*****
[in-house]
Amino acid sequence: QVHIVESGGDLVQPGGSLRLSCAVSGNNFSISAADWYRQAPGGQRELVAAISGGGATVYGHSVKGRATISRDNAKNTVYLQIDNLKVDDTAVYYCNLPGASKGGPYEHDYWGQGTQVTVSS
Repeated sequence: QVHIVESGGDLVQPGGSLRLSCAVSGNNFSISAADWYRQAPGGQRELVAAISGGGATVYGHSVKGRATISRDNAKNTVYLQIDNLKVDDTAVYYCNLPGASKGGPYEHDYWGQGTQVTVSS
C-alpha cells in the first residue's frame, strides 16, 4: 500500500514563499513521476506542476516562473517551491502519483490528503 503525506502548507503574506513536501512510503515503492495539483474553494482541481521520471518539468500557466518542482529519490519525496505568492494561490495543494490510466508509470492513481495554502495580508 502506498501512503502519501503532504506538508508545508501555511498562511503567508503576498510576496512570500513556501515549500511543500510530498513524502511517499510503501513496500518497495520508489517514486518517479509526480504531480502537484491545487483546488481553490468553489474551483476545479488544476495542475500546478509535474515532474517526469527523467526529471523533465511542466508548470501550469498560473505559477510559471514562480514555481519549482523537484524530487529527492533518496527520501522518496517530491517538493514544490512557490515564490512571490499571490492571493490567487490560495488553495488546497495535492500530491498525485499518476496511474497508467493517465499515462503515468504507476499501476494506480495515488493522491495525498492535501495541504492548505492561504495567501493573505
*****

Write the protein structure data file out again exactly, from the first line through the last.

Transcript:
[in-house]
Amino acid sequence: QVHIVESGGDLVQPGGSLRLSCAVSGNNFSISAADWYRQAPGGQRELVAAISGGGATVYGHSVKGRATISRDNAKNTVYLQIDNLKVDDTAVYYCNLPGASKGGPYEHDYWGQGTQVTVSS
Repeated sequence: QVHIVESGGDLVQPGGSLRLSCAVSGNNFSISAADWYRQAPGGQRELVAAISGGGATVYGHSVKGRATISRDNAKNTVYLQIDNLKVDDTAVYYCNLPGASKGGPYEHDYWGQGTQVTVSS
C-alpha cells in the first residue's frame, strides 16, 4: 500500500514563499513521476506542476516562473517551491502519483490528503 503525506502548507503574506513536501512510503515503492495539483474553494482541481521520471518539468500557466518542482529519490519525496505568492494561490495543494490510466508509470492513481495554502495580508 502506498501512503502519501503532504506538508508545508501555511498562511503567508503576498510576496512570500513556501515549500511543500510530498513524502511517499510503501513496500518497495520508489517514486518517479509526480504531480502537484491545487483546488481553490468553489474551483476545479488544476495542475500546478509535474515532474517526469527523467526529471523533465511542466508548470501550469498560473505559477510559471514562480514555481519549482523537484524530487529527492533518496527520501522518496517530491517538493514544490512557490515564490512571490499571490492571493490567487490560495488553495488546497495535492500530491498525485499518476496511474497508467493517465499515462503515468504507476499501476494506480495515488493522491495525498492535501495541504492548505492561504495567501493573505